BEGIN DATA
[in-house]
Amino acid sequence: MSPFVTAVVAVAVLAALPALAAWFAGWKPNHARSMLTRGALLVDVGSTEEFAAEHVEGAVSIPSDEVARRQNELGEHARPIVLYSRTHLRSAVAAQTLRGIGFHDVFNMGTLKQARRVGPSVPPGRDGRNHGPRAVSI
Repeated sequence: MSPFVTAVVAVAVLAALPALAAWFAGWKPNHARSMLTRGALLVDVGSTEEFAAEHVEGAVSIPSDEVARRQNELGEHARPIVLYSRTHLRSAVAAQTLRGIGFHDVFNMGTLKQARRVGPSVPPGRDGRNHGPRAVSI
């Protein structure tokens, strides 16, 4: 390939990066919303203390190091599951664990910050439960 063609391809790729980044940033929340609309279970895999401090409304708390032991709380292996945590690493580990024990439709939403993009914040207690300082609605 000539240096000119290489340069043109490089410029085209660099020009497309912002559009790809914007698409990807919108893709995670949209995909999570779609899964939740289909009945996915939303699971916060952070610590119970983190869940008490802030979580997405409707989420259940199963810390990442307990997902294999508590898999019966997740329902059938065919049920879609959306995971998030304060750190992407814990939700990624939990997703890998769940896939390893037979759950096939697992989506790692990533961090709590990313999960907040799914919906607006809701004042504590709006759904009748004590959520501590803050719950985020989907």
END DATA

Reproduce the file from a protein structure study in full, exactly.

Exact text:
[in-house]
Amino acid sequence: MSPFVTAVVAVAVLAALPALAAWFAGWKPNHARSMLTRGALLVDVGSTEEFAAEHVEGAVSIPSDEVARRQNELGEHARPIVLYSRTHLRSAVAAQTLRGIGFHDVFNMGTLKQARRVGPSVPPGRDGRNHGPRAVSI
Repeated sequence: MSPFVTAVVAVAVLAALPALAAWFAGWKPNHARSMLTRGALLVDVGSTEEFAAEHVEGAVSIPSDEVARRQNELGEHARPIVLYSRTHLRSAVAAQTLRGIGFHDVFNMGTLKQARRVGPSVPPGRDGRNHGPRAVSI
């Protein structure tokens, strides 16, 4: 390939990066919303203390190091599951664990910050439960 063609391809790729980044940033929340609309279970895999401090409304708390032991709380292996945590690493580990024990439709939403993009914040207690300082609605 000539240096000119290489340069043109490089410029085209660099020009497309912002559009790809914007698409990807919108893709995670949209995909999570779609899964939740289909009945996915939303699971916060952070610590119970983190869940008490802030979580997405409707989420259940199963810390990442307990997902294999508590898999019966997740329902059938065919049920879609959306995971998030304060750190992407814990939700990624939990997703890998769940896939390893037979759950096939697992989506790692990533961090709590990313999960907040799914919906607006809701004042504590709006759904009748004590959520501590803050719950985020989907």